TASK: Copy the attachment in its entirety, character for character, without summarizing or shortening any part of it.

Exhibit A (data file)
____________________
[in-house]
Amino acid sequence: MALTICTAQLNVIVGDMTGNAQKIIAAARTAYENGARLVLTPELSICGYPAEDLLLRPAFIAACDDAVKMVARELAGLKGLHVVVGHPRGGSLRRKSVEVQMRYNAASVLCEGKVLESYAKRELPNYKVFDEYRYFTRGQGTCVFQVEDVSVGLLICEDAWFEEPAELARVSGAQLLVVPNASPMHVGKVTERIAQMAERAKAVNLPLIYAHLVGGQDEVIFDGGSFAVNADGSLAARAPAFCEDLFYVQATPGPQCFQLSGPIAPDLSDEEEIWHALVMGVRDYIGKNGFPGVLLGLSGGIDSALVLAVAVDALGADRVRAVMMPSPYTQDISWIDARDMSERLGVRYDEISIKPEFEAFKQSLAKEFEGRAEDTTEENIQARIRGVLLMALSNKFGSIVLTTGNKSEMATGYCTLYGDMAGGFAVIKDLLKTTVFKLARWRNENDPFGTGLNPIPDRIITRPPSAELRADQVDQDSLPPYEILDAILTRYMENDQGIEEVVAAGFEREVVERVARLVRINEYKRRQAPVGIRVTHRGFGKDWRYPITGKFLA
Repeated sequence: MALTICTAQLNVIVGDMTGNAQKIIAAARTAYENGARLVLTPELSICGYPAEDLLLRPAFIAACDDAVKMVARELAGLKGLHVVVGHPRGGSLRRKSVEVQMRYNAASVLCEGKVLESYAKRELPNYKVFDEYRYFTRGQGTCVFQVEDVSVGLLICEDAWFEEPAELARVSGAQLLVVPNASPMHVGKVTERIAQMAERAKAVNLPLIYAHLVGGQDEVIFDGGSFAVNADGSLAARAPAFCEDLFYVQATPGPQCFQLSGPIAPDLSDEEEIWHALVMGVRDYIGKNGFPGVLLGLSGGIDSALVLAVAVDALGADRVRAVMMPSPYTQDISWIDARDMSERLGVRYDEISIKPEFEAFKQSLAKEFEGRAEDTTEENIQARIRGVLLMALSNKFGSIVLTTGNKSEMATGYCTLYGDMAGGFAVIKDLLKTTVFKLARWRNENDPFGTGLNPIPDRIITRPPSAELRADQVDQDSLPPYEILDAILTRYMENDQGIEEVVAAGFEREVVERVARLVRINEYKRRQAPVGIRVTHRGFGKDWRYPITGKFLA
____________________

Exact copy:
[in-house]
Amino acid sequence: MALTICTAQLNVIVGDMTGNAQKIIAAARTAYENGARLVLTPELSICGYPAEDLLLRPAFIAACDDAVKMVARELAGLKGLHVVVGHPRGGSLRRKSVEVQMRYNAASVLCEGKVLESYAKRELPNYKVFDEYRYFTRGQGTCVFQVEDVSVGLLICEDAWFEEPAELARVSGAQLLVVPNASPMHVGKVTERIAQMAERAKAVNLPLIYAHLVGGQDEVIFDGGSFAVNADGSLAARAPAFCEDLFYVQATPGPQCFQLSGPIAPDLSDEEEIWHALVMGVRDYIGKNGFPGVLLGLSGGIDSALVLAVAVDALGADRVRAVMMPSPYTQDISWIDARDMSERLGVRYDEISIKPEFEAFKQSLAKEFEGRAEDTTEENIQARIRGVLLMALSNKFGSIVLTTGNKSEMATGYCTLYGDMAGGFAVIKDLLKTTVFKLARWRNENDPFGTGLNPIPDRIITRPPSAELRADQVDQDSLPPYEILDAILTRYMENDQGIEEVVAAGFEREVVERVARLVRINEYKRRQAPVGIRVTHRGFGKDWRYPITGKFLA
Repeated sequence: MALTICTAQLNVIVGDMTGNAQKIIAAARTAYENGARLVLTPELSICGYPAEDLLLRPAFIAACDDAVKMVARELAGLKGLHVVVGHPRGGSLRRKSVEVQMRYNAASVLCEGKVLESYAKRELPNYKVFDEYRYFTRGQGTCVFQVEDVSVGLLICEDAWFEEPAELARVSGAQLLVVPNASPMHVGKVTERIAQMAERAKAVNLPLIYAHLVGGQDEVIFDGGSFAVNADGSLAARAPAFCEDLFYVQATPGPQCFQLSGPIAPDLSDEEEIWHALVMGVRDYIGKNGFPGVLLGLSGGIDSALVLAVAVDALGADRVRAVMMPSPYTQDISWIDARDMSERLGVRYDEISIKPEFEAFKQSLAKEFEGRAEDTTEENIQARIRGVLLMALSNKFGSIVLTTGNKSEMATGYCTLYGDMAGGFAVIKDLLKTTVFKLARWRNENDPFGTGLNPIPDRIITRPPSAELRADQVDQDSLPPYEILDAILTRYMENDQGIEEVVAAGFEREVVERVARLVRINEYKRRQAPVGIRVTHRGFGKDWRYPITGKFLA